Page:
Higher Rock Education - Economics Blog

Monday, February 07, 2022

US Employment - January 2022
People Returned To Work, Wages Increased, But The Unemployment Rate Rose

January’s employment report was very encouraging. While unemployment increased, it did so because people returned to work. Employers hired workers and paid them more. Many economists had expected a lackluster gain or a decline in jobs because of the surge in COVID cases. But instead, the economy continued gaining momentum in its recovery, fueling speculation the Federal Reserve will increase interest rates to slow the economy in March.


The highlights from The Employment Situation – January 2022 are listed below.

  • Employers added 467,000 people to their payrolls in January. The Bureau of Labor Statistics (BLS) revised November and December’s figures, adding 709,000 workers.
  • Payrolls remain 2.9 million less than before the pandemic.
  • 6.67 million jobs were added in 2021 after the annual adjustments.
  • 3.6 million people could not work due to illness in January.
  • The unemployment rate increased to 4.0% from 3.9%, primarily because more people entered the workforce.
  • Hourly wages increased 0.7% in January and are 5.7% higher than a year ago.
  • The labor participation rate increased to 62.2%.
  • In January, U-6, the broader measure of unemployment, fell 0.2% to 7.1%. U6 decreased or remained stable every month since April 2020, when it peaked at 22.8%. Many economists believe U-6 is a better estimate of unemployment because, unlike the standard rate, it includes part-time workers who would prefer to work full-time and discouraged people who would like a job but gave up looking.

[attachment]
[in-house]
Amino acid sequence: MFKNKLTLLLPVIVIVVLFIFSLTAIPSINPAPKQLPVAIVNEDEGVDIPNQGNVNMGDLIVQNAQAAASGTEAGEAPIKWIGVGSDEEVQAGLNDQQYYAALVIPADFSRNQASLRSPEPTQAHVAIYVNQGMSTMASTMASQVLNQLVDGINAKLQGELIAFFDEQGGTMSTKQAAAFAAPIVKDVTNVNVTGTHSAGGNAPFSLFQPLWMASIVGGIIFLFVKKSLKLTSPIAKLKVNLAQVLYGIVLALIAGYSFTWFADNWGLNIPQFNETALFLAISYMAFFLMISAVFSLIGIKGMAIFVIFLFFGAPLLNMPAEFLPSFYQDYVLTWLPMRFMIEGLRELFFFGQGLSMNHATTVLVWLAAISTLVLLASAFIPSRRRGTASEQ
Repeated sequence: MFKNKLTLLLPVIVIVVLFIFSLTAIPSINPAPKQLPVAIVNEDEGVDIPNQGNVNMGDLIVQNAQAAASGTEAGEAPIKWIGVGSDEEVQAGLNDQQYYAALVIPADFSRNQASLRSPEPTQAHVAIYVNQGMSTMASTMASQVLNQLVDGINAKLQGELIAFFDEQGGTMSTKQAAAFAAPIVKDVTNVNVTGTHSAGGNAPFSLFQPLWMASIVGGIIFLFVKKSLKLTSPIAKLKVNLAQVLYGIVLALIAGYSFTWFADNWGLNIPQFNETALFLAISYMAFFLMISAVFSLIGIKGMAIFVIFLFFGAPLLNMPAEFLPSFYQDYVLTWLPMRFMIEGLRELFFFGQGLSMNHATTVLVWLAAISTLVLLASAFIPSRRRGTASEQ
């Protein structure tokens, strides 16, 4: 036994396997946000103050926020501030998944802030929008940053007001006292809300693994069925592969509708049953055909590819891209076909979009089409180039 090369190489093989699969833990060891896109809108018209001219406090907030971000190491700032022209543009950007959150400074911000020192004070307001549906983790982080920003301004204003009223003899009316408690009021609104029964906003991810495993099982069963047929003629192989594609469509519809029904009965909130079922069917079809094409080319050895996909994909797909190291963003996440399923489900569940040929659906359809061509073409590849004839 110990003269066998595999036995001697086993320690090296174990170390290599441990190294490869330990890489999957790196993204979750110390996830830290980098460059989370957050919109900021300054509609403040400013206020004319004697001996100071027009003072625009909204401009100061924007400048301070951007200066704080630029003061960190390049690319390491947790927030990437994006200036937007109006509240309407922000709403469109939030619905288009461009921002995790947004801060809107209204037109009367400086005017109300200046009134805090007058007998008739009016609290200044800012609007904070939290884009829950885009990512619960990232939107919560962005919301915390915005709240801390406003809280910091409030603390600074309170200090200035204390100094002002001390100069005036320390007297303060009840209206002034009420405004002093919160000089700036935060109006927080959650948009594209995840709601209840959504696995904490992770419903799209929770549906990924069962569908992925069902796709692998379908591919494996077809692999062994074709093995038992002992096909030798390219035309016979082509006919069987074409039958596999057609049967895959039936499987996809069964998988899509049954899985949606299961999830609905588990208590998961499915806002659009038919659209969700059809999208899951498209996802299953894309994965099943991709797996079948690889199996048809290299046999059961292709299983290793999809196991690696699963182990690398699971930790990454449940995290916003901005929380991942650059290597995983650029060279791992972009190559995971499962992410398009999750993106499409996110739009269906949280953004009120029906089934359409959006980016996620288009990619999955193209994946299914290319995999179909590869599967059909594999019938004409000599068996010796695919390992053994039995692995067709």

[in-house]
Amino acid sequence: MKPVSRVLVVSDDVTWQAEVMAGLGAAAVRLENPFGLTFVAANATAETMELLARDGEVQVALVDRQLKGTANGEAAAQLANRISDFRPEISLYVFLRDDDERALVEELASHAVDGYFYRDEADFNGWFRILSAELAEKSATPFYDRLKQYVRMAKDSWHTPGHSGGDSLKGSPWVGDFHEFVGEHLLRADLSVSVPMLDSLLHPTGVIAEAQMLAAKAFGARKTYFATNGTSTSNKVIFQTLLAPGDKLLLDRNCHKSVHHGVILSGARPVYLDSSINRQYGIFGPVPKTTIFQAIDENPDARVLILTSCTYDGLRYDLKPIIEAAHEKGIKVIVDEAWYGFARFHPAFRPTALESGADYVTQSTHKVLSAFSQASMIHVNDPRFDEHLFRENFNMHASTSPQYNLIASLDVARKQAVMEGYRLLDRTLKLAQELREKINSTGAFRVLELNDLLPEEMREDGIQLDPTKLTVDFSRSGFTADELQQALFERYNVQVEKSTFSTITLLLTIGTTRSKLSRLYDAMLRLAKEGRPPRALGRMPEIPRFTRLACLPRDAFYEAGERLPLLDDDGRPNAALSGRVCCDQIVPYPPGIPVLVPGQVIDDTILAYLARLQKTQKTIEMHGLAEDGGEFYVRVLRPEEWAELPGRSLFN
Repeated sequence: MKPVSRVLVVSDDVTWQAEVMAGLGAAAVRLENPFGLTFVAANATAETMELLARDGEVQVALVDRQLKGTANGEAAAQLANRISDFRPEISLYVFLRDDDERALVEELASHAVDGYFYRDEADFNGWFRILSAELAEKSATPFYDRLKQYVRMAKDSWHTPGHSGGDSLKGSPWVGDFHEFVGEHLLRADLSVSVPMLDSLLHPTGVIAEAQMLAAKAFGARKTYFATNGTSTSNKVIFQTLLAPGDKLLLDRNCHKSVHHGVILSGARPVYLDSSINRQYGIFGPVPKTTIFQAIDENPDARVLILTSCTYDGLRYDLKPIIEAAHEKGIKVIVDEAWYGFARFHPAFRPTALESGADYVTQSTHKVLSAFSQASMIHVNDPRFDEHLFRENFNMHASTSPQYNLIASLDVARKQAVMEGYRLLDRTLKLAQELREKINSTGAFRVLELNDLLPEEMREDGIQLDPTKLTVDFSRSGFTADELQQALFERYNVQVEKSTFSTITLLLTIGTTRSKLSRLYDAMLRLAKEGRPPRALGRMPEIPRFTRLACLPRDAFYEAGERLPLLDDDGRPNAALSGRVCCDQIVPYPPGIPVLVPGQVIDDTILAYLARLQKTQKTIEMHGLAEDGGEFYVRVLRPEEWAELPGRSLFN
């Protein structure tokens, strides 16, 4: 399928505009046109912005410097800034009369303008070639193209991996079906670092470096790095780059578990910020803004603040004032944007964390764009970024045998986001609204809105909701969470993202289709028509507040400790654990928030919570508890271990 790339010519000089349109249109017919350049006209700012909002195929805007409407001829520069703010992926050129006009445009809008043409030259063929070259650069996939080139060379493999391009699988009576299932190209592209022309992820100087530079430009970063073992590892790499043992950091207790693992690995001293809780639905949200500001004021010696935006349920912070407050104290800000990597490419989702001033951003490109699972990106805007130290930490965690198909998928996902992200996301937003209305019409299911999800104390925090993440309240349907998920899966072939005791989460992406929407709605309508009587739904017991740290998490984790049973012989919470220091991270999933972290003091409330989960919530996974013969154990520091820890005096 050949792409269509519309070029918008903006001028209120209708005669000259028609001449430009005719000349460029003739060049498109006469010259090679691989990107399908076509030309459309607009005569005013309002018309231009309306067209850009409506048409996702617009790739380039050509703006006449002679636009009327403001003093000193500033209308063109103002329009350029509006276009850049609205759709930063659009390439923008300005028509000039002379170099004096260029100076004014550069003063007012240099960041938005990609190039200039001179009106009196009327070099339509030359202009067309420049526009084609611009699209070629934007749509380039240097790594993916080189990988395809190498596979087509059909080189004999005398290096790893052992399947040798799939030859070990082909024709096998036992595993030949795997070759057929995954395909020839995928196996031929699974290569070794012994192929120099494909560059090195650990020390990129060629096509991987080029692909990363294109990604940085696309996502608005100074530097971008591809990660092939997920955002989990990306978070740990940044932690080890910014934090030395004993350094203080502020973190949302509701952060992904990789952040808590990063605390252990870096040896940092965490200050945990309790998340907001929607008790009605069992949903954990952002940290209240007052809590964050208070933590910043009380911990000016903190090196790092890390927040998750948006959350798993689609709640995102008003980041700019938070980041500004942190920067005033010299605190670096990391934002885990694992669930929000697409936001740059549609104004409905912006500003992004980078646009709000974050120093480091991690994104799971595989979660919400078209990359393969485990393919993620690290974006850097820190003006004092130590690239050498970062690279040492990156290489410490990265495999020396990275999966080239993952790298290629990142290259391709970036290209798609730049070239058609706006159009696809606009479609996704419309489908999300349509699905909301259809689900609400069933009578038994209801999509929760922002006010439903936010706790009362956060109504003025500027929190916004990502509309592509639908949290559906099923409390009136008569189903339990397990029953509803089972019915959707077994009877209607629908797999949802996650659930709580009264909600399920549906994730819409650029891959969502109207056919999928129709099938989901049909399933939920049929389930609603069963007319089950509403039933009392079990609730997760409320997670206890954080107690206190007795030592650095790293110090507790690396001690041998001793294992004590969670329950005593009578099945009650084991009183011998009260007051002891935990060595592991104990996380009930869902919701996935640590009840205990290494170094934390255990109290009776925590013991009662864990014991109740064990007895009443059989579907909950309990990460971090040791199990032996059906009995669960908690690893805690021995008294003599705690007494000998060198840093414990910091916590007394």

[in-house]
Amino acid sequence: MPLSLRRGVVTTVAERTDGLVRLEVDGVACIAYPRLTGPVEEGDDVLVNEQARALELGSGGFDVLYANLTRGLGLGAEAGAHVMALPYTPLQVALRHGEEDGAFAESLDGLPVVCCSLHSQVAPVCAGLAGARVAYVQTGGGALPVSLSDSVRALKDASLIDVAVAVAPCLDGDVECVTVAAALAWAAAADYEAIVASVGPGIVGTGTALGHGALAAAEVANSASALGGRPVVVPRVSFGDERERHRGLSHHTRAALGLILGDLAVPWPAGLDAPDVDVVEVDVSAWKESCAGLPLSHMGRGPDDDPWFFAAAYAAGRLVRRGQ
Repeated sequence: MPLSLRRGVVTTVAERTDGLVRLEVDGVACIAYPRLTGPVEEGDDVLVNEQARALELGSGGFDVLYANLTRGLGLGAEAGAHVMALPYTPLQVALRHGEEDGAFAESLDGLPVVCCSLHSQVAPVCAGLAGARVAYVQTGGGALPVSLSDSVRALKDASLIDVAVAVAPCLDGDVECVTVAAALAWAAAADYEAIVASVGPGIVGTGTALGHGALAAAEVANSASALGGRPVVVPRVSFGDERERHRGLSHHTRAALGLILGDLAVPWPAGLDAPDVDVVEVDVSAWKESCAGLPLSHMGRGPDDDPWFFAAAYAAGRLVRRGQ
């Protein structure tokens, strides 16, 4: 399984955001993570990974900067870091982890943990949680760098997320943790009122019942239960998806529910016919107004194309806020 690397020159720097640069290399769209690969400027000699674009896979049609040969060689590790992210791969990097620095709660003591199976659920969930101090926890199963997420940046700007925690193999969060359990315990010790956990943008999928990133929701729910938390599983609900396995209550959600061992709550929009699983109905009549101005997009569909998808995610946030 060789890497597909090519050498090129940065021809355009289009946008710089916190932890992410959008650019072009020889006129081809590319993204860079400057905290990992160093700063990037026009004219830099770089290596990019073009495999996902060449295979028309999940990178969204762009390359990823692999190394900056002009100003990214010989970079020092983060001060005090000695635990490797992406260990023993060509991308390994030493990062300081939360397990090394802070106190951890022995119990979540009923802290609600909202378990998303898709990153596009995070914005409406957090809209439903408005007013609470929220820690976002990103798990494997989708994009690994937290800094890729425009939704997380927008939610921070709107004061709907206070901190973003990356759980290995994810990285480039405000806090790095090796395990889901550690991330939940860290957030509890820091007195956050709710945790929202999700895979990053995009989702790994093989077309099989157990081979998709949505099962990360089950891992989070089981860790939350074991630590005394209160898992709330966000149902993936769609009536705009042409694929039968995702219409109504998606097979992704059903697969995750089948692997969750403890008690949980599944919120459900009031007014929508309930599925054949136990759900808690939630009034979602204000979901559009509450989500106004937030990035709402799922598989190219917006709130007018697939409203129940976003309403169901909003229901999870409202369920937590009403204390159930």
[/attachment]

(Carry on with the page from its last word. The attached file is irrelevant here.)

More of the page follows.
People are returning to work. January’s stellar report also noted that November and December’s payroll figures were a combined 709,000 higher than initially reported. The labor participation rate rose above 62% for the first time since March 2020. The participation rate includes workers who are in the labor force because they are either employed or seeking employment. Payrolls increased in most industries – even leisure and hospitality, which rose by 151,000 workers. Payrolls would likely have grown more if it wasn’t for Omicron. The number of people who reported that they could not work because the pandemic forced their employer to close or lose business rose from 3.1 million in December to 6 million in January. Illness forced about 3.6 million workers to be absent from work, more than any time during the pandemic. 

Higher compensation, improved health conditions, depleted savings, and less government aid have increased the incentive to work. Wages rose 0.7% in January, the largest increase in a year. But on an annual basis, the growth in earnings remains less than inflation, which means that the average household cannot purchase as much as last year.

The jobs report confirmed the labor market gained much momentum, which has cooled slightly by the Omicron variant. The Labor Department reported nearly 10.9 million jobs are available and 6.5 million unemployed, giving employees the leverage to demand higher wages and the confidence to quit their jobs often to pursue a better offer. These are indications that the labor market is approaching full employment. A continued rapid economic expansion adds inflationary pressure, which makes it very likely the Federal Reserve will increase interest rates in March. 

The Bureau of Labor Statistics' report Consumer Price Index - January 2022 will provide valuable insights into the impact of the Omicron variant on inflation and the probability of an interest rate hike in March. Check back to HigherRockEducation.org shortly after its release (February 10) for our summary and analysis.


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